But a single, for all humanity and all time, sacrifice. A metaphysically transformative, and never to be repeated, single event. A sacrifice that was transformative by not being ritually elevated into food for the gods but by God becoming man and enduring the degraded and public humiliation punishment of the despised criminal.
In Roman times, Christians were suspected of cannibalism. Bread and wine being transformed into the flesh and blood of Christ clearly provided something for such rumours to emerge from. Once they gained a measure of power Christians were also notorious vandals, seeking to purify (sometimes by fire) the “demonic” pagan sacred buildings and spaces.
For the Christian Church, ritual spaces are enclosed, not elevated platforms in public plazas. Being humanly-constructed enclosed spaces maximised the contrast with the sacred groves, springs or grottos of the immanent polytheisms Christian faith sought to replace. The famous debate between Bernard of Clairvaux and Abbot Sugar over whether sacred spaces were for anyone who sought the numinous or were specifically for those who had undertaken more thorough spiritual commitment and discipline, was fundamentally predicated on the notion of sacred spaces as created within, and enclosed by, human construction.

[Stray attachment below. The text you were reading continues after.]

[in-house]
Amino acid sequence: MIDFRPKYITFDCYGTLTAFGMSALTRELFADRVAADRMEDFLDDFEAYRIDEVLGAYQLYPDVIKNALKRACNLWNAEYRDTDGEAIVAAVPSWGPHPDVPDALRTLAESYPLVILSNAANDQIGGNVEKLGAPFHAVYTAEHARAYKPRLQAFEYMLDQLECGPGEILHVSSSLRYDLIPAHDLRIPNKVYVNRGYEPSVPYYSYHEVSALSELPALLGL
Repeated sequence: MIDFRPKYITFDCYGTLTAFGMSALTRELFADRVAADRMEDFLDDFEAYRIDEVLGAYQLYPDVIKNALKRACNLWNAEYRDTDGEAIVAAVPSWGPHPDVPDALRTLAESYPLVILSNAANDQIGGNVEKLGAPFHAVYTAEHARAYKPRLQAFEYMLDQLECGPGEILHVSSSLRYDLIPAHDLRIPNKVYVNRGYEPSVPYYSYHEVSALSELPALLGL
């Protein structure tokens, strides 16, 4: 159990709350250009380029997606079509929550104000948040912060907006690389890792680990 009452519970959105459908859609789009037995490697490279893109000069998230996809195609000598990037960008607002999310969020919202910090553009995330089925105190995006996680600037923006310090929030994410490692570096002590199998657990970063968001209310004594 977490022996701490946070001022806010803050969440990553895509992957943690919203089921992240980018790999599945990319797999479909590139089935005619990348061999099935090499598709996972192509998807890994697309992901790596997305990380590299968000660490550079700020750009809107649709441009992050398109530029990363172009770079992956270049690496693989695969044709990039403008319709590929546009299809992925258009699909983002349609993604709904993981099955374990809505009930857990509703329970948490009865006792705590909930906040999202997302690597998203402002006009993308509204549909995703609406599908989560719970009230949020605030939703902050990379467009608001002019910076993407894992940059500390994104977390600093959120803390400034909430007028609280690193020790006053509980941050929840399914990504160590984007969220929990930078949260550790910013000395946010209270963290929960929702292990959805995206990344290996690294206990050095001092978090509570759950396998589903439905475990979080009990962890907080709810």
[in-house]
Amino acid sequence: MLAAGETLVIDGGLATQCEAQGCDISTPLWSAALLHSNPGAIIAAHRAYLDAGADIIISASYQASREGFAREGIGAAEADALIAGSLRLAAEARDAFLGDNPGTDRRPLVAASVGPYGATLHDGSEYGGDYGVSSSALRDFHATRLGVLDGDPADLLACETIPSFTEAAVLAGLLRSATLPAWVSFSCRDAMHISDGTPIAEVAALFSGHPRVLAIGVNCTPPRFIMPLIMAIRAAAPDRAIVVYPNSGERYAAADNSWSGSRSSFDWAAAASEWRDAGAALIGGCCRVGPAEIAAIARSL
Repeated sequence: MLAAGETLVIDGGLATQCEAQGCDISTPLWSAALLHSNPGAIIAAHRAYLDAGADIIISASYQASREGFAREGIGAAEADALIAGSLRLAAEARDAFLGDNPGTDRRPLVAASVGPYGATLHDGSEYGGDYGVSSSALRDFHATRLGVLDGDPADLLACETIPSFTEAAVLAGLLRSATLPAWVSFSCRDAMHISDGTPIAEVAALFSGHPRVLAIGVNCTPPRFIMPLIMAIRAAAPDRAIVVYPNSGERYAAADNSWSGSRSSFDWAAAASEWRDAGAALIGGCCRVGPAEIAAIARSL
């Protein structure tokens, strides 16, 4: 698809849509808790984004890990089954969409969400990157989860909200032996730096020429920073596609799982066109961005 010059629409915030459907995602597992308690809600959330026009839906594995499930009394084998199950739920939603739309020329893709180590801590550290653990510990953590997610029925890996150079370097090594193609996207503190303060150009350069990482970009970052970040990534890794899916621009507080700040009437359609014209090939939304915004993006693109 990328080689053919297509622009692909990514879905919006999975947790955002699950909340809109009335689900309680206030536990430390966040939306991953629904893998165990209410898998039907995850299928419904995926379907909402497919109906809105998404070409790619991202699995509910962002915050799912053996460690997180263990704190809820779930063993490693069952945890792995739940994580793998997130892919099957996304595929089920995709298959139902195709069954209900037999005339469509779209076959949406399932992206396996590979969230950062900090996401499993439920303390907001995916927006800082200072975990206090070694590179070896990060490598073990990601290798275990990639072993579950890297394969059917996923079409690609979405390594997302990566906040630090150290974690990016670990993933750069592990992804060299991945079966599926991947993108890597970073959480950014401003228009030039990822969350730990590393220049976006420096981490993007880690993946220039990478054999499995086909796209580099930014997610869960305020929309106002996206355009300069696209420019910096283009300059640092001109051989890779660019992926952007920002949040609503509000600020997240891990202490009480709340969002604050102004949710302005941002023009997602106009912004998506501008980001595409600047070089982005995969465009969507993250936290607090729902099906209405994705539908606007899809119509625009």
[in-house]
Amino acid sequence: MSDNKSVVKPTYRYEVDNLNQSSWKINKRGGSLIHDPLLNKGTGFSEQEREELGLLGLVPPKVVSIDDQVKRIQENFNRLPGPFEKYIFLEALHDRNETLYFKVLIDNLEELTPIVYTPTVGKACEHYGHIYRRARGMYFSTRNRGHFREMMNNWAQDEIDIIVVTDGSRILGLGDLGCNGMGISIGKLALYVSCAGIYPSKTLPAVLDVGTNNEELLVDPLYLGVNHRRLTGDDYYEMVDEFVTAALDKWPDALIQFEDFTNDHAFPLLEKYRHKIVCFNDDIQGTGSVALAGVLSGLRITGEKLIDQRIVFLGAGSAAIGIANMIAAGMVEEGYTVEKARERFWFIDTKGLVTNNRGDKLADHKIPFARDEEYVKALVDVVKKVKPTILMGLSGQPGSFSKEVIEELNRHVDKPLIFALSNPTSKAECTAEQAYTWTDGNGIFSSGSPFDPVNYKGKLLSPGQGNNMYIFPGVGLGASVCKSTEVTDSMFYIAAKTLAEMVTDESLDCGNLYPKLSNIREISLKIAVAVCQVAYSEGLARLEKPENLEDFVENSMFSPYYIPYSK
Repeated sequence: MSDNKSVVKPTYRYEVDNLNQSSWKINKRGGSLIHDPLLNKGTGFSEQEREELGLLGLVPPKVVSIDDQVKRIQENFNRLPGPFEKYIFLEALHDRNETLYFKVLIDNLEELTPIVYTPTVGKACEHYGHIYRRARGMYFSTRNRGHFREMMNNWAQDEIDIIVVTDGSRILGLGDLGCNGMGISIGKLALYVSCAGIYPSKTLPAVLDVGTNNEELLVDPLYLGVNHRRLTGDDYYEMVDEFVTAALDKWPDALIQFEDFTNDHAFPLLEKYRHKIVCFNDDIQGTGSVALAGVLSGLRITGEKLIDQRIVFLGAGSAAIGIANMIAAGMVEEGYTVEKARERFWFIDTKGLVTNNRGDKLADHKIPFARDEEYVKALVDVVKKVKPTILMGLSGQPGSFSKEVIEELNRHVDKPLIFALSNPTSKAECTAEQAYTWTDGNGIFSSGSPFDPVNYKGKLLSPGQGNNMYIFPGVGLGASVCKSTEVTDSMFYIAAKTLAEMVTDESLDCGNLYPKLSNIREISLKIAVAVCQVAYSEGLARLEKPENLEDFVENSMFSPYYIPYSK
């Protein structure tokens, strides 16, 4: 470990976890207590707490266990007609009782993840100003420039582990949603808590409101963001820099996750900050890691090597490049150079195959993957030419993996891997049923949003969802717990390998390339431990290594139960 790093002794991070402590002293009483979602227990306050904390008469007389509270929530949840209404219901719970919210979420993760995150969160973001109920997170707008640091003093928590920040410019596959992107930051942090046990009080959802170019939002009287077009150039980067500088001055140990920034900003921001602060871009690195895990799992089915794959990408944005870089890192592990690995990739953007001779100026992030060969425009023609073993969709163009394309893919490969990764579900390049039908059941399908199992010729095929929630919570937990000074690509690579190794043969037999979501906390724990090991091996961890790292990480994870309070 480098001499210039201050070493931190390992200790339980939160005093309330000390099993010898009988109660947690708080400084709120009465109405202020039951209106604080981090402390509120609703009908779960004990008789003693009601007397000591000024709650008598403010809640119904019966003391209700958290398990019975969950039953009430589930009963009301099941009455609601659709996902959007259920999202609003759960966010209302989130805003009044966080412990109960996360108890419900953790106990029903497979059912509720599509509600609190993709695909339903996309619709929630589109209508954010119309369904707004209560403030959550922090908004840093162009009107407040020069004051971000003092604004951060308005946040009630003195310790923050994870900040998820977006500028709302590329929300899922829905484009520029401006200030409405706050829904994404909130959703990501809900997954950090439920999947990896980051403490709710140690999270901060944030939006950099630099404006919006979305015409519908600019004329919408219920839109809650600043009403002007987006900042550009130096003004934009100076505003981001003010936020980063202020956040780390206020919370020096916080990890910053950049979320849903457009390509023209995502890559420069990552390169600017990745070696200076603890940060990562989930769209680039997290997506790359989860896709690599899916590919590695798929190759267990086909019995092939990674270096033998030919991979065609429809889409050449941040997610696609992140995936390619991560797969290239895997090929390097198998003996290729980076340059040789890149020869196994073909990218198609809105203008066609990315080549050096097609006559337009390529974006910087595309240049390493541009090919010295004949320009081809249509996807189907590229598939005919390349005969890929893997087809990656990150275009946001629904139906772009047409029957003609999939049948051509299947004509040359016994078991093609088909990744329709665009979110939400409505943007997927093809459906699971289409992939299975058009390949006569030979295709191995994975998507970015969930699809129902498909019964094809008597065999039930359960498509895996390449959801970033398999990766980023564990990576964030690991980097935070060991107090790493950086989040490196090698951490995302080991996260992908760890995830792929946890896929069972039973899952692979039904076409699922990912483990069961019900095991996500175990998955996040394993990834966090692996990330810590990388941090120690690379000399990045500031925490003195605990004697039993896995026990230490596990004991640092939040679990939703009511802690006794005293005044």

Medieval Cathedrals were the tallest human constructions before modern skyscrapers. Lincoln cathedral was 160m tall when completed in 1300. The Great Pyramid of Giza was 146.5m tall. Cathedrals dwarfed the ziggurats of Mesopotamia (the Great Ziggurat of Ur was over 30m tall), and the pyramids of Mesoamerica (the Pyramid of the Sun at Teotihuacan was 71.5m tall). From the C13th to 1894, Christian cathedrals were the tallest buildings constructed.
Mass at Asidonia-Jerez Seminary, 2005. (Wikimedia commons.)
Like modern skyscrapers, but unlike ziggurats and Meosamerican pyramids, Cathedrals enclosed and encompassed the participants. However grand the structure, it was built to enclose the mass as a ritual for all participants that provided a moment of intimate communion with God. A manifestation of a congregational religion originally built through local communities of faith.
In Mexica human sacrifice, and in Catholic communion, what was otherwise ordinary (another human being, bread and wine) was ritually placed into the realm of the transcendent by invoking the divine. One ritual fed the divine, enabling those who were favoured within the society to then be physically fed by the sacrifices. The other enabled every worshipper to be spiritually enriched by the divine through an act of ritualised feeding. The communion of the Mass celebrated divine love, the sacrifices of the Mexica sought to fend off divine malevolence.